WORLD WAR II

Far East and Pacific Theaters

Shootdown of Yamamoto

Condon, John P. "Bringing Down Yamamoto." U.S. Naval Institute Proceedings 116, no. 11 (Nov. 1990): 86-90.

The author believes that the mission was ordered out of Washington, not by the local or theater commands.

Davis, Burke. Get Yamamoto. New York: Random House, 1969. New York: Bantam, 1971. [pb]

Davis, Donald A. Lightning Strike: The Secret Mission to Kill Admiral Yamamota and Avenge Pearl Harbor. New York: St. Martin's, 2005.

Felker, Proceedings 131.3 (Mar. 2005), says the author "effectively ... bring[s] life to this historical drama." However, he "sacrifices historical explanation for the sensational and controversial" by overemphasizing the dispute over who should have credit for the kill. Readers of this book "will find a sensational story -- but they should look elsewhere for the history."

For Citino, World War II, http://www.historynet.com/reviews, the author takes too much time and space to set the context for his readers." Then, his "rendition of the mission itself, while riveting, is journalistic. Much of the writing is clichéd, unimaginative and one-dimensional.... Probably most egregious of all is that Davis does not directly cite sources."

Falk, Stanley L. "The Ambush of Admiral Yamamoto." Navy 6 (Apr. 1963): 32-34. [Petersen]

Glines, Carroll V. Attack on Yamamoto. New York: Orion, 1990. New York: Jove, 1991. [pb] Updated ed. Atglen, PA: Schiffer, 1993.

According to the publisher, the "updated edition contains the official 1993 Air Force decision" on which pilot actually shot down Yamamoto's plane.

Hall, R. Cargill, ed. Lightning over Bougainville: The Yamamoto Mission Reconsidered. Washington, DC: Smithsonian Institution Press, 1991.

Surveillant 2.1 notes that the 1943 operation that led to the shoot down of Admiral Yamamoto "revealed to the Japanese that the U.S. had broken the Japanese codes which were immediately changed. Hall proposes the controversial stance that Churchill, in anger..., delayed for many months his releasing to the U.S. of Ultra material." Kahn, FILS 12.3, says that this is a "useful, solid book ... [with] valuable documentary evidence." It consists of the "transcripts of two panels ... held in 1988 at the Admiral Nimitz Museum in Fredericksburg, Texas." The shoot-down was "the equivalent of a major American victory."

Holmes, Wilfred J. Double-Edged Secrets: U.S. Naval Intelligence Operations in the Pacific During World War II. Annapolis, MD: Naval Institute Press, 1979. Cambridge, UK: Patrick Stephens, 1979. Annapolis, MD: Naval Institute Press, 1998.

Pforzheimer says that Double-Edged Secrets is an "accurate and very readable" account of "all-source intelligence production, analysis, and dissemination" in support of CINCPAC. Holmes' accounts of the intelligence background to the battle of Midway and the shoot-down of Admiral Yamamoto's plane are "[p]articularly valuable."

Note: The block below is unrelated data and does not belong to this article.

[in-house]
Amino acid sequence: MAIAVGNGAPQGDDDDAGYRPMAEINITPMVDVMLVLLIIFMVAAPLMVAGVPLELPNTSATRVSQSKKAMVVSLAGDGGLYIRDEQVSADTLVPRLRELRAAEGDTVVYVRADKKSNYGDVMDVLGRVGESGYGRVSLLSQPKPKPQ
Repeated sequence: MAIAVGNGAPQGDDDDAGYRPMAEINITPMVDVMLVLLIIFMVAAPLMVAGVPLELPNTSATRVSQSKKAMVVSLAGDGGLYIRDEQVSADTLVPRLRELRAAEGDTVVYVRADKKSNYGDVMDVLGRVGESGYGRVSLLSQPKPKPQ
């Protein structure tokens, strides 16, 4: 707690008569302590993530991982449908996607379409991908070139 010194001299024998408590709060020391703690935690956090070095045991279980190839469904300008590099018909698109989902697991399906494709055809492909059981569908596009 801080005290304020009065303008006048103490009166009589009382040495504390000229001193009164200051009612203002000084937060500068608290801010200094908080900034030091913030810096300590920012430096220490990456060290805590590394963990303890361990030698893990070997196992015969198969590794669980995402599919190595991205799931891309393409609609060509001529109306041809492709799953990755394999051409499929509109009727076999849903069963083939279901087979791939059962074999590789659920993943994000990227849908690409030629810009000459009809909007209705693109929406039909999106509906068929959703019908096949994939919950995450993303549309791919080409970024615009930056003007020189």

To Petersen, this is an "important memoir by a ranking naval intelligence officer in Hawaii." Constantinides sees Holmes as "an invaluable contributor to our knowledge of naval intelligence organization, personnel, operations, and problems in fighting the Pacific war." For Kruh, Cryptologia 30.2 (Apr. 2006), the author's "compassionate understanding of the business of intelligence gathering is unique. Here, he not only captures the mood of the period but also gives rare insight into the problems and personalities involved."

Pineau, Roger [CAPT/USNR (Ret)].

1. "A Code Break and the Death of Admiral Yamamoto." Naval Intelligence Professionals Quarterly 5, no. 2 (1989): 3-5. Reprinted: 9, no. 4 (Oct. 1993): 15-16.

2. "The Death of Admiral Yamamoto." Naval Intelligence Professionals Quarterly 10, no. 4 (Oct. 1994): 1-5.

This is a "correct-the-record" article. Pineau argues that the "decision to get Yamamoto was made by Admiral Nimitz, and by him alone." This contradicts the version in Layton's memoir, And I Was There, which Pineau co-authored and which says President Roosevelt and Navy Secretary Knox approved the shootdown. "There is no trace of evidence to indicate" that Nimitz consulted with Washington on the decision.

Taylor, Blaine. "Ambush in Hostile Skies." Military History 5, no. 1 (1988): 42-49.

Petersen: "Interview with Col. Rex T. Barker, a participant in the shoot-down of Adm. Yamamoto."

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